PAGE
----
When Narcissism Comes to Church, by Chuck DeGroat
MAY 16, 2020
A colleague of mine often says that ministry is a magnet for a narcissistic personality—who else would want to speak on behalf of God every week?
The beloved priest-psychologist Henri Nouwen wasn’t trying to define narcissism, but he might as well have been, when he wrote:
The long painful history of the Church is the history of people ever and again tempted to choose power over love, control over the cross, being a leader over being led. Those who resisted this temptation to the end and thereby give us hope are the true saints. One thing is clear to me: the temptation of power is greatest when intimacy is a threat. Much Christian leadership is exercised by people who do not know how to develop healthy, intimate relationships and have opted for power and control instead. Many Christian empire-builders have been people unable to give and receive love.
This sad abandonment of the humble way of Jesus shows up today in pastors of large and small churches, in beloved Christian celebrities, prolific clergy authors and bloggers, dynamic church planters, and seemingly godly men and women. The frightening reality of narcissism is that it often presents in a compelling package. Narcissism is the “glittering image” we present to the world, as novelist Susan Howatch describes it in her novel Glittering Images, which tells the story of a mid-twentieth century clergy narcissist. Could it be that the very men and women who are called to be shepherds of the flock struggle most with narcissism?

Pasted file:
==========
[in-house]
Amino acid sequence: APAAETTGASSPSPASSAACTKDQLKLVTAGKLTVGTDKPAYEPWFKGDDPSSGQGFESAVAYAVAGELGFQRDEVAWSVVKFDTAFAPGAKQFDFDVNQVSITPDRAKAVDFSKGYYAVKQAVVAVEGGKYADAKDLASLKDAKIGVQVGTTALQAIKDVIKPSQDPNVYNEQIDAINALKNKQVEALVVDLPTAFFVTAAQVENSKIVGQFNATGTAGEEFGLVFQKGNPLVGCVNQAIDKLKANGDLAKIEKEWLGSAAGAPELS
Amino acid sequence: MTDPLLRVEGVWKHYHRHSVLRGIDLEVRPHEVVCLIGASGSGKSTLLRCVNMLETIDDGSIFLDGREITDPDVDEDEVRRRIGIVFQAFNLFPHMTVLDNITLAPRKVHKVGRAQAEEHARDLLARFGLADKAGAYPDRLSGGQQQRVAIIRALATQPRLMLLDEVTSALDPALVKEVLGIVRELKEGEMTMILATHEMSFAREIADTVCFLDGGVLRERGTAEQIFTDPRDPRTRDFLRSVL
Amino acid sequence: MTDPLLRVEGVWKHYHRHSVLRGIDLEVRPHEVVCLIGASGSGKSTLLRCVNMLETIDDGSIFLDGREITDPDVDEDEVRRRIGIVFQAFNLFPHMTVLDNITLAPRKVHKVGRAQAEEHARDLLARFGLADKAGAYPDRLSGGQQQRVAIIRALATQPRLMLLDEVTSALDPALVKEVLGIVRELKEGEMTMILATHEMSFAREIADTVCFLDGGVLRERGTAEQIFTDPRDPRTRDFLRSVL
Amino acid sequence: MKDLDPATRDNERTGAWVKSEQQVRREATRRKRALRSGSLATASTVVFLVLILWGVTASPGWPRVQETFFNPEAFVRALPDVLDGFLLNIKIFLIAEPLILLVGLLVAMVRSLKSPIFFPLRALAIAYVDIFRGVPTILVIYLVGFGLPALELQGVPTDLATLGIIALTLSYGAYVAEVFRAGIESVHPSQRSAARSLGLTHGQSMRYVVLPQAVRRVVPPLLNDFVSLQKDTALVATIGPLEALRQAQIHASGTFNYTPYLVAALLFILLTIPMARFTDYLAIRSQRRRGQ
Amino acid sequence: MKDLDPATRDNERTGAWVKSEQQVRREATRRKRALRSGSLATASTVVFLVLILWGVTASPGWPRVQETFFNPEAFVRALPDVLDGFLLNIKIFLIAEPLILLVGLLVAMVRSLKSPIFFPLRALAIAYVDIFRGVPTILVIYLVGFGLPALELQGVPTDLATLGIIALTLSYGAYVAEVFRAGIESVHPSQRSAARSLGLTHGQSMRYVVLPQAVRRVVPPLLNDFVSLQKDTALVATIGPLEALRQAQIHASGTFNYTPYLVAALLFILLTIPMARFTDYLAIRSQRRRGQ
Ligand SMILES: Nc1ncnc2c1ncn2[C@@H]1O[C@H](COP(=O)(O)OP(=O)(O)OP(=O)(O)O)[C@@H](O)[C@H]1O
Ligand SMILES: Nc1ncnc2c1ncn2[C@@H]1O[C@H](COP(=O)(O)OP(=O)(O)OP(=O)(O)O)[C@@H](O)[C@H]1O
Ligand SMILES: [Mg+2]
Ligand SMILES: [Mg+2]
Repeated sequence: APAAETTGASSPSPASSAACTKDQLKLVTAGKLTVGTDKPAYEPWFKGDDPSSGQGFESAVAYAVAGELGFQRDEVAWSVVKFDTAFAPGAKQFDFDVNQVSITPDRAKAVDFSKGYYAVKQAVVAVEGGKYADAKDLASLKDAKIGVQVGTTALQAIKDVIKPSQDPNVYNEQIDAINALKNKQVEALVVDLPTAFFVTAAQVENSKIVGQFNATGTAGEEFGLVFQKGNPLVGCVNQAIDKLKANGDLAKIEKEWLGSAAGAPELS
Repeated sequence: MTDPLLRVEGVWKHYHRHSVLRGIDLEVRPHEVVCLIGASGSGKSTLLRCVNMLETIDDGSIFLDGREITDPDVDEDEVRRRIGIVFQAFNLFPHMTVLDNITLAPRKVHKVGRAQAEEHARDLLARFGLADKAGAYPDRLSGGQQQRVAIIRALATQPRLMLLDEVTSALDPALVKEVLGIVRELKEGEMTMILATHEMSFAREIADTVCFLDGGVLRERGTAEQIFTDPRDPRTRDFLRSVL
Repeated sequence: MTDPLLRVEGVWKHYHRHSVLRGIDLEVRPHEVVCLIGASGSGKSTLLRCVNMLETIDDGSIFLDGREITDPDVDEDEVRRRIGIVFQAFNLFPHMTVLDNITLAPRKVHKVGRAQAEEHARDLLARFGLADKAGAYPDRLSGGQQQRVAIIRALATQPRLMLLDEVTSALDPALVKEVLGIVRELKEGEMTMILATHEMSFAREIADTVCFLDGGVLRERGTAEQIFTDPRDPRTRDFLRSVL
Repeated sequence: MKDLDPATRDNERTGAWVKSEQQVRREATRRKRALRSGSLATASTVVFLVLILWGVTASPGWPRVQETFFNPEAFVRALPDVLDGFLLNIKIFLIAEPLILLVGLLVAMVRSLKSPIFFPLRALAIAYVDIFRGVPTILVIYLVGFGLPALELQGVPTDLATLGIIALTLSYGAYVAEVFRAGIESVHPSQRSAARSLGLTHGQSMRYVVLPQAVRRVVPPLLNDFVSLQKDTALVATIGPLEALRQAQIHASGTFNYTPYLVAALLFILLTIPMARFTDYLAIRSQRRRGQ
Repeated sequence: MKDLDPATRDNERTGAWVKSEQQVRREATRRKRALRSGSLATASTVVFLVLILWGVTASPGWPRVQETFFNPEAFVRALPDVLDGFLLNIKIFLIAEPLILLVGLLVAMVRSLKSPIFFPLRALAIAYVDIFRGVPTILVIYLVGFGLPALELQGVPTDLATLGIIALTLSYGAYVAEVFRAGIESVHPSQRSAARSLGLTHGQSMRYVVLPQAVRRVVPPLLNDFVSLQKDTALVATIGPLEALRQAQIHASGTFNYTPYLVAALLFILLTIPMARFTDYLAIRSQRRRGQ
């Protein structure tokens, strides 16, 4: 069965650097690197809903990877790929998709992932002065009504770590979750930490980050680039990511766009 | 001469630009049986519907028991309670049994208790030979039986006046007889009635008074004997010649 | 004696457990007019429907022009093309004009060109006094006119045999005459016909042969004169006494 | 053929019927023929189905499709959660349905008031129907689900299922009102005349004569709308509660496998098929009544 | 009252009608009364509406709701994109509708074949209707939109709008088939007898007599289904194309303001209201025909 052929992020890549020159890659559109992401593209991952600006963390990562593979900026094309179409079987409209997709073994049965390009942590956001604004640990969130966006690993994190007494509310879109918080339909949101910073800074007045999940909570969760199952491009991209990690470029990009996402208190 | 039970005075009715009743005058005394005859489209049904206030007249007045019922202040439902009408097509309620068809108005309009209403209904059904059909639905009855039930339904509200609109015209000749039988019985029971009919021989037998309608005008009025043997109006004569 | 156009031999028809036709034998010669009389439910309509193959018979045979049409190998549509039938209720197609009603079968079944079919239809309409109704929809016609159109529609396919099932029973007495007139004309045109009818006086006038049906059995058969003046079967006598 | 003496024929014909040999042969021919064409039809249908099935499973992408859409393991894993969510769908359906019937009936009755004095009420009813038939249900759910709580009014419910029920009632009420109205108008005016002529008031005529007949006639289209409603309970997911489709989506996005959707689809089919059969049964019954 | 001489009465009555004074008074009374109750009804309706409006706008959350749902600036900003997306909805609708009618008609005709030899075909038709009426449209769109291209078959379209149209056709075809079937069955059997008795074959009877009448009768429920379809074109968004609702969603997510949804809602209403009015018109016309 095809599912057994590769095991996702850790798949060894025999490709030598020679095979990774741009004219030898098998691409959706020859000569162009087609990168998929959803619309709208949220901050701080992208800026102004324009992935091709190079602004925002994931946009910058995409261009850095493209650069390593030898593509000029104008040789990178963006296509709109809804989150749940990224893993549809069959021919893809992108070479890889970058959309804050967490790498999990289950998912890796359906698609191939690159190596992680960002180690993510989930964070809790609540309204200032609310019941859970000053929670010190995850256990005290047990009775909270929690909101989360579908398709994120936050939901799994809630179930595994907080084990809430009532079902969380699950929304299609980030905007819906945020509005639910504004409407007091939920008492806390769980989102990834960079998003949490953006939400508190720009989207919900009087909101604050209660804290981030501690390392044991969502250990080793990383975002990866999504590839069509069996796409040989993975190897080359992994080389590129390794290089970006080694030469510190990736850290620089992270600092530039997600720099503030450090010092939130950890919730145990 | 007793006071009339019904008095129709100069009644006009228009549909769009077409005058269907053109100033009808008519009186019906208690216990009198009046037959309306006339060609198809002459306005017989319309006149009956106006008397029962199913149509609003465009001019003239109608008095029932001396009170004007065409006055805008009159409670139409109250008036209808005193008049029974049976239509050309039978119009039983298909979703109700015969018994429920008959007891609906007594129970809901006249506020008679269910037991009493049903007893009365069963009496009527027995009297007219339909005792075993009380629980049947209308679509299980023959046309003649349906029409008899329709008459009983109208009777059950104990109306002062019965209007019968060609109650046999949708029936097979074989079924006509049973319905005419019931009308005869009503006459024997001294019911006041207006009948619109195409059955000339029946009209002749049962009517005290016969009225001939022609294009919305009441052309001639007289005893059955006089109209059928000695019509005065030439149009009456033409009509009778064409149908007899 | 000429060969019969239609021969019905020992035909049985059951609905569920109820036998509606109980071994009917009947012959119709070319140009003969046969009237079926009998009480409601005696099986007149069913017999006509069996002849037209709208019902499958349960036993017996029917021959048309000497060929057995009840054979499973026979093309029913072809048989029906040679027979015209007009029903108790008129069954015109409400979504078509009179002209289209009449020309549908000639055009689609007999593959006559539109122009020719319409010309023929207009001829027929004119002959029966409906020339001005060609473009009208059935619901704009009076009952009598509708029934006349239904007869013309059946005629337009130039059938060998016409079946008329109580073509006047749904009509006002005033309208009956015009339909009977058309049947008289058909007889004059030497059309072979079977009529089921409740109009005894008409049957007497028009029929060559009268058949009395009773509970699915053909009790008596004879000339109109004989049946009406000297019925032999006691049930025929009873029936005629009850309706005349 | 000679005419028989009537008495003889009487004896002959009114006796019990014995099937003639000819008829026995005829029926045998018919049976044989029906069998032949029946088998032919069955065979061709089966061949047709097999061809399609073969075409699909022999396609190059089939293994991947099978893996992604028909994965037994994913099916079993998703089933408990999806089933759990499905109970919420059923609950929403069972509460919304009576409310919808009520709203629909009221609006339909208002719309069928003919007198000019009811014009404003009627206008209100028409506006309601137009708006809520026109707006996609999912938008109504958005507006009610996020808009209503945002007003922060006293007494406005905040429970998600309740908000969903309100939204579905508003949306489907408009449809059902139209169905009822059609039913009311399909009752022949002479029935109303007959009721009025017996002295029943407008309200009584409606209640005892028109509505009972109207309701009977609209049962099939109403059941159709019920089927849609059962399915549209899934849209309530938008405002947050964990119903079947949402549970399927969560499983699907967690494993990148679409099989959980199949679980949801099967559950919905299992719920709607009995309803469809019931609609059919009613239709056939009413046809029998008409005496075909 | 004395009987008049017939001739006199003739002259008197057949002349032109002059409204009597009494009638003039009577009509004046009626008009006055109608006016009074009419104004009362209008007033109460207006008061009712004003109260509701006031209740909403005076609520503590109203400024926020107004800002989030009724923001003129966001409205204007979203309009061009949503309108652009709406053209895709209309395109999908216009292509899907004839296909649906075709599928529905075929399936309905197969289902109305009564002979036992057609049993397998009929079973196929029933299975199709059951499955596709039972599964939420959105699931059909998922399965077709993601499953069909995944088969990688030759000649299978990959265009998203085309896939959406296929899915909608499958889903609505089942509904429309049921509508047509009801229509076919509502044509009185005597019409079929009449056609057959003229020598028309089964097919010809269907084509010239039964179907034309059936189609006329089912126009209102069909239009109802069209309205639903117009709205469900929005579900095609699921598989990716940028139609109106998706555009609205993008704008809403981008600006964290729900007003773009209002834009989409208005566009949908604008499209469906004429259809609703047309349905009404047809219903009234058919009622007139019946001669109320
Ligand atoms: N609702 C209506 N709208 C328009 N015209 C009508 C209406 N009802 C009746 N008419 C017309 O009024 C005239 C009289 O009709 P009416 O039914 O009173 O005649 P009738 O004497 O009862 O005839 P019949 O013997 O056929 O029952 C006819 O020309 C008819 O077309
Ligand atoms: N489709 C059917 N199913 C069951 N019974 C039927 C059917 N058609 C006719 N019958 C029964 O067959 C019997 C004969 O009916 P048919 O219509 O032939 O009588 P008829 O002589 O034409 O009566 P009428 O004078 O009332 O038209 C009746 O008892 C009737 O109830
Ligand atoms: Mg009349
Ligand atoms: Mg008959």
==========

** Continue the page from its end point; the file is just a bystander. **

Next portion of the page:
Sadly, narcissism in the clergy is under studied. When I did my doctoral work over a decade ago, I discovered vast resources on pastoral wellbeing, including studies on burnout, addiction, and depression. I found popular articles on narcissistic leadership but an absence of studies on the prevalence of narcissism. I had a sense that we didn’t want the world to know our dirty little secret. When I started doing psychological assessments for pastors and church planters, I saw that narcissistic traits were often presented as strengths. Narcissism can be interpreted as confidence, strong leadership, clear vision, a thick skin.
A colleague of mine often says that ministry is a magnet for a narcissistic personality—who else would want to speak on behalf of God every week? While the vast majority of people struggle with public speaking, not only do pastors do it regularly, but they do it with “divine authority.” In my own work, which includes fifteen years of psychological testing among pastors, the vast majority of ministerial candidates test on the spectrum of Cluster B DSM-V personality disorders, which feature narcissistic traits most prominently. The rates are even higher among church planters.
Elevations on the narcissistic spectrum are coupled with testimonies that include fear of major failure (often moral failure), profound shame, and secret addictions. Hidden in the heart of these shepherds is profound shame. Power keeps the shame and fear at bay—at least for some time. The narcissistic mask is an armor of self-protection which both defends the fragile self within, but offends, oppresses, and alienates the other.